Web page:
The “Southernization” of America: What Progressives Can Learn from the US South
February 8 @ 6:00 pm - 9:00 pm
This panel of academics who both live and work in the South will help activists, organizers, and concerned citizens better understand the struggles and triumphs of the region. As the most impoverished area of the country with a history of racism, voter suppression, and harsh labor laws, the South is also a region filled with social justice activists, grassroots organizers, and radical freedom fighters. The rest of the nation can learn from the South’s triumphs and failures.
Keri Leigh Merritt will open with a talk focused on economics, giving a brief overview of the region and the concept of the “Southernization” of America. Hilary Green will then discuss education, Bob Hutton will concentrate on labor and unionization, and Booker T. Mattison will talk about the importance of the arts in the South. There will be a roundtable discussion by the four scholar-activists, followed by questions and comments from the audience.
Keri Leigh Merritt will give a short introduction on the economics of poverty and race in the South, the modern-day legacies of slavery, the “Southernization” of America, and the Progressive grassroots responses to these challenges.
Hilary Green will address the historical role and activism of African American educators in promoting quality public schools, responsive community political leaders, and activism in Alabama. Drawing on research on African American public schools, she will show how this legacy of African American activist-educators shapes current activism for improving local public schools and politics.
Bob Hutton will talk about the experience of teaching Appalachian history in Appalachia and his work as a union member – all this in the context of telling a story that is relevant to the bulk of listeners who might not know much about Appalachia and the ways it does and doesn’t overlap with the South as a whole.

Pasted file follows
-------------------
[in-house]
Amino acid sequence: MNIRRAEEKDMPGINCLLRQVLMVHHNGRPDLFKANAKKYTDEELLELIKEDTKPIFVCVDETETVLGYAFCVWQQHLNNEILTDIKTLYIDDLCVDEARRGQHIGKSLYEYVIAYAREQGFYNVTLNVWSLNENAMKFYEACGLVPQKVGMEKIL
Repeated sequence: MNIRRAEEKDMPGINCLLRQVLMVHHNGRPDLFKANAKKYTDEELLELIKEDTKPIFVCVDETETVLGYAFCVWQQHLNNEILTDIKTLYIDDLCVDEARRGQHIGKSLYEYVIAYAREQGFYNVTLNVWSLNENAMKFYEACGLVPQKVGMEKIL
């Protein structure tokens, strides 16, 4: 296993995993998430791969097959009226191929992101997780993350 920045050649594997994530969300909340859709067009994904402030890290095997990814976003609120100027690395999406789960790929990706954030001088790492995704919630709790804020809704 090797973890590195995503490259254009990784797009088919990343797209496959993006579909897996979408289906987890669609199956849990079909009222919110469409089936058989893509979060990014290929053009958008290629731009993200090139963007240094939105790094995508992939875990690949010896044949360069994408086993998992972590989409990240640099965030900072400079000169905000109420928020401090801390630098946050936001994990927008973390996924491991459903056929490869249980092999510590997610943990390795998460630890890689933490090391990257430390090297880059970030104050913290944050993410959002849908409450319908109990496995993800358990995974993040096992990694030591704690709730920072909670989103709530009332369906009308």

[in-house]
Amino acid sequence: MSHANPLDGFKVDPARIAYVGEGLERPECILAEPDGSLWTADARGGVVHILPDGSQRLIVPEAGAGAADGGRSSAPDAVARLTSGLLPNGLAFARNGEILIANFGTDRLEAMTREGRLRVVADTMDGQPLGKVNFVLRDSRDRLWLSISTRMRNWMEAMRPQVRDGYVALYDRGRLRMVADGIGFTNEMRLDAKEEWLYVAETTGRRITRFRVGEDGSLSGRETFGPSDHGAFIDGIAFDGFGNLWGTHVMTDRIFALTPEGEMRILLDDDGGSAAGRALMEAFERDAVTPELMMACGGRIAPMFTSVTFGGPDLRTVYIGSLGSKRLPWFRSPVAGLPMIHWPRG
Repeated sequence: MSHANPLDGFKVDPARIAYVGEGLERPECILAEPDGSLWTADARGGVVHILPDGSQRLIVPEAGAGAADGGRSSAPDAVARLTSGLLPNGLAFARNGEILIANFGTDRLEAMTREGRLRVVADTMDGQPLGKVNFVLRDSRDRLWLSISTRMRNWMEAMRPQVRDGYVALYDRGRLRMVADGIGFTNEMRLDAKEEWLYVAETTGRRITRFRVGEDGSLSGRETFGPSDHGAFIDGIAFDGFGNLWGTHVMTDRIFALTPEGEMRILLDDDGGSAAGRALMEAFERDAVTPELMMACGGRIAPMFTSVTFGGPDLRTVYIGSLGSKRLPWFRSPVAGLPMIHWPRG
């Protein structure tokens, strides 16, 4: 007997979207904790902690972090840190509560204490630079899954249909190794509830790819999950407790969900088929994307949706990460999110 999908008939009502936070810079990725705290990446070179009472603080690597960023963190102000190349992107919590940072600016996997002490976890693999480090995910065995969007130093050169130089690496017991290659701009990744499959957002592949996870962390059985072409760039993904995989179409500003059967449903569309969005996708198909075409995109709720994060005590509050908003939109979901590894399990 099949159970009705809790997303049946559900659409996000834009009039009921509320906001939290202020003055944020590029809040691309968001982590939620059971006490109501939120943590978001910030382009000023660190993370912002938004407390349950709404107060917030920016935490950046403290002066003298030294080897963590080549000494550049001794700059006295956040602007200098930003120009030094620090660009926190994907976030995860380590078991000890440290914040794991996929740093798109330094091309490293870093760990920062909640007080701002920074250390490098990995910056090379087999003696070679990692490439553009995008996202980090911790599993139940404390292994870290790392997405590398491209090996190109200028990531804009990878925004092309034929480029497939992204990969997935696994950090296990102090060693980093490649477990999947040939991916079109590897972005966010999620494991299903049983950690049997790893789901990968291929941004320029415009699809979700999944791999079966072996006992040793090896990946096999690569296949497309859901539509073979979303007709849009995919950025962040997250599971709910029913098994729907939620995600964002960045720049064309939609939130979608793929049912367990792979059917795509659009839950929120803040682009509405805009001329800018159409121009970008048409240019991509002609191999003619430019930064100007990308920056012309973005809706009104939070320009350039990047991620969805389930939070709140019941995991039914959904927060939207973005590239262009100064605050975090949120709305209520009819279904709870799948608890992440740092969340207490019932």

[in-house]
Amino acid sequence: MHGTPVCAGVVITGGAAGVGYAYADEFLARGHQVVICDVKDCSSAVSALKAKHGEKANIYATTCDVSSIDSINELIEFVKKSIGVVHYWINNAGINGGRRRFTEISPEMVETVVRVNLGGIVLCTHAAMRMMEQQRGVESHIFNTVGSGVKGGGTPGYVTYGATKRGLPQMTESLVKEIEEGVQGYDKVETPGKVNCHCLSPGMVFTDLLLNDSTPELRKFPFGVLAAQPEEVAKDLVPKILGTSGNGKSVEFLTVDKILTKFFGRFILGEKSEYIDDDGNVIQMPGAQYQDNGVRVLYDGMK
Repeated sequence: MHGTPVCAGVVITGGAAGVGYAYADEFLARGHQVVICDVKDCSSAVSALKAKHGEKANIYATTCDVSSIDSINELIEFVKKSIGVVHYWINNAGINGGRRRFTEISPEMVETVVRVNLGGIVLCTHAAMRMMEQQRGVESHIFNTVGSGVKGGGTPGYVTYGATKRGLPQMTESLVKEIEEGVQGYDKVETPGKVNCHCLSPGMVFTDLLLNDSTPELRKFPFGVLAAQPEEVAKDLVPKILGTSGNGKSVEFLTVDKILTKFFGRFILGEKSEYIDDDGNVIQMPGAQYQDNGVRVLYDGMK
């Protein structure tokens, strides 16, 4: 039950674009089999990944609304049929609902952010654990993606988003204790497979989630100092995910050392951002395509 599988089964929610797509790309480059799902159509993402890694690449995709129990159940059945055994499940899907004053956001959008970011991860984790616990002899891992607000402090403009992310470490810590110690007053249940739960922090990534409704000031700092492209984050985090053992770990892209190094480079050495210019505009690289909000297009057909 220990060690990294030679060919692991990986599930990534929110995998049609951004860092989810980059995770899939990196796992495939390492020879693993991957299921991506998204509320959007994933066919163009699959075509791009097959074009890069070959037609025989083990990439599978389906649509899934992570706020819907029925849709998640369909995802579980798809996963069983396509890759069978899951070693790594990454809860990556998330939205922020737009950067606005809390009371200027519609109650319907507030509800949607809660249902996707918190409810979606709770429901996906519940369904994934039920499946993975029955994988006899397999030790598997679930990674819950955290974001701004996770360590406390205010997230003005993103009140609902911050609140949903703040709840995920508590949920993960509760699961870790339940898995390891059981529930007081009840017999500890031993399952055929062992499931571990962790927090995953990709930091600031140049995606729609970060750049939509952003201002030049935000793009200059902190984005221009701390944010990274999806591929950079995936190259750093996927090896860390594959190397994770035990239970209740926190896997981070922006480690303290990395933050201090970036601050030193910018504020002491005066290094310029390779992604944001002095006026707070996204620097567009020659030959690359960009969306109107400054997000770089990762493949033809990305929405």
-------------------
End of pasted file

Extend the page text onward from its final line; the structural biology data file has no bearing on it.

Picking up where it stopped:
Booker T. Mattison will analyze and discuss images of the South in films with particular emphasis on African-American males, athletes, Muslims and immigrants below the Mason-Dixon line. Mattison will present images from his short films Habeas Corpus, Bird, and Bosniak.
Keri Leigh MerrittKeri Leigh Merritt works as a historian and writer in Atlanta, Georgia. She earned her B.A. from Emory University and her M.A. and Ph.D. from the University of Georgia. Her first book, Masterless Men: Poor Whites and Slavery in the Antebellum South (Cambridge University Press, 2017). It won both the … Read More ›
Hilary N. GreenDr. Hilary N. Green is an Associate Professor of History in the Department of Gender and Race Studies and serves as the co-program director of the African American Studies program. She also has a partial appointment in American Studies. She earned her B.A. in History with minors in Africana Studies and … Read More ›
Bob HuttonBob Hutton is Senior Lecturer of History and American Studies at the University of Tennessee in Knoxville. He received his doctorate from Vanderbilt University in 2009 after studying history at Appalachian State University in NC and George Mason University in VA. His first book, Bloody Breathitt: Politics & Violence in the Appalachian … Read More ›
Booker T. MattisonBooker T. Mattison is an author and filmmaker who wrote the screenplay for and directed the film adaptation of Zora Neale Hurston's classic story "The Gilded Six Bits," which aired on Showtime. Mattison's film "Habeas Corpus" won six film festival awards to date and can be streamed on KweliTV. Mattison's … Read More ›